Chad Sarno has a return visit planned for Salud at Whole Foods Green Hills with a class on vegan cooking. The class is set for sometime in April/May. I’ll post dates and more on it when information becomes available.

 

Share

Oprah Goes Vegan(ish)…Again

February 2nd, 2011

So the time rolls around again and I hear the talk of the upcoming event, Oprah is doing another show on veganism. The Twitter is aflutter and people just can’t rock their socks loud enough to get the word out. Now listen people, Oprah isn’t going vegan. Don’t get so excited to think that the Queen of Materialism is about to put a Vita-Mix and a lifetime supply of Earth Balance under the seat of everyone in her audience and spew forth the news that she will shed her life of all animal meat edibles. No, I’m so sorry to say that won’t happen, nor did it. These are just some quick thoughts on the show that I have.

Yes I watched the show, reluctantly and only to prove to myself that I was right. All I saw was a TV show skimp over an issue while sugar coating everything, “Oh, yes it isn’t easy.”, “We’re only doing it for one week but we’ll make it with these food replacements.”, “No, they don’t taste good.” Enough! First, if you want to show the virtues of a vegan diet, and diet was all you touched as veganism is so much more, if you want to show how great a vegan diet can be get off the processed fake meat replacements!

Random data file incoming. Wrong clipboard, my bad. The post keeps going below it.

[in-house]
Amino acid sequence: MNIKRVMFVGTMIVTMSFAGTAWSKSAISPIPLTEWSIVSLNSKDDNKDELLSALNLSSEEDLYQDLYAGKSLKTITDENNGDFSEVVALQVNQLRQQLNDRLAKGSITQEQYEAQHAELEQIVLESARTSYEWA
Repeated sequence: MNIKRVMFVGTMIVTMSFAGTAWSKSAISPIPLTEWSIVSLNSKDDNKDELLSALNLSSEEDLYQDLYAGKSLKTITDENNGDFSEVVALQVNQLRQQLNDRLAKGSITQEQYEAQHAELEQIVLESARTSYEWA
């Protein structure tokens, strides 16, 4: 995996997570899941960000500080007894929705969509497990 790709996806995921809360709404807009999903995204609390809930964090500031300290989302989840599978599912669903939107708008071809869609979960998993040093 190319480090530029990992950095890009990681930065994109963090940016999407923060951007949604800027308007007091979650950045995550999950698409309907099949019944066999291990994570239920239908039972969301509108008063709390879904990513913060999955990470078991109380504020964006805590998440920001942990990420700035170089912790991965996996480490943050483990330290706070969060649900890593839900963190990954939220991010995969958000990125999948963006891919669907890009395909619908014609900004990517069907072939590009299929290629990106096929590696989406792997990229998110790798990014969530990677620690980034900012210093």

When a woman pushed the point of having eggs as long as they are from “happy hens”, Oprah’s guest Kathy Freston, a self-proclaimed “veganist” said yes, sure. Now, I’m all for allowing whomever to eat whatever they choose but if you’re calling yourself a “veganist” the least you could do is serve up so well-intentioned facts on why one shouldn’t eat those eggs. Opportunity missed. At the end of the show Freston goes through Whole Foods promoting every processed and prepackaged food she can get her hands on. Apparently, she doesn’t care about how delicious and nutritious fresh veggies are and how absolutely easy the are to prepare. I’ll go out on a limb and say Kathy Freston is as fake a vegan as the fake meats she pushed.

Michael Pollan, who only serves to cuddle the guilt-ridden meat eater and pat them on the back all the while telling them thier corpse ingestion is not the greatest thing but a little bit two or three times a week is OK, seemingly tells the audience that eat all the meat you want as long as it’s from Cargill as they have the cleanest factory farms and slaughter-machines in the nation.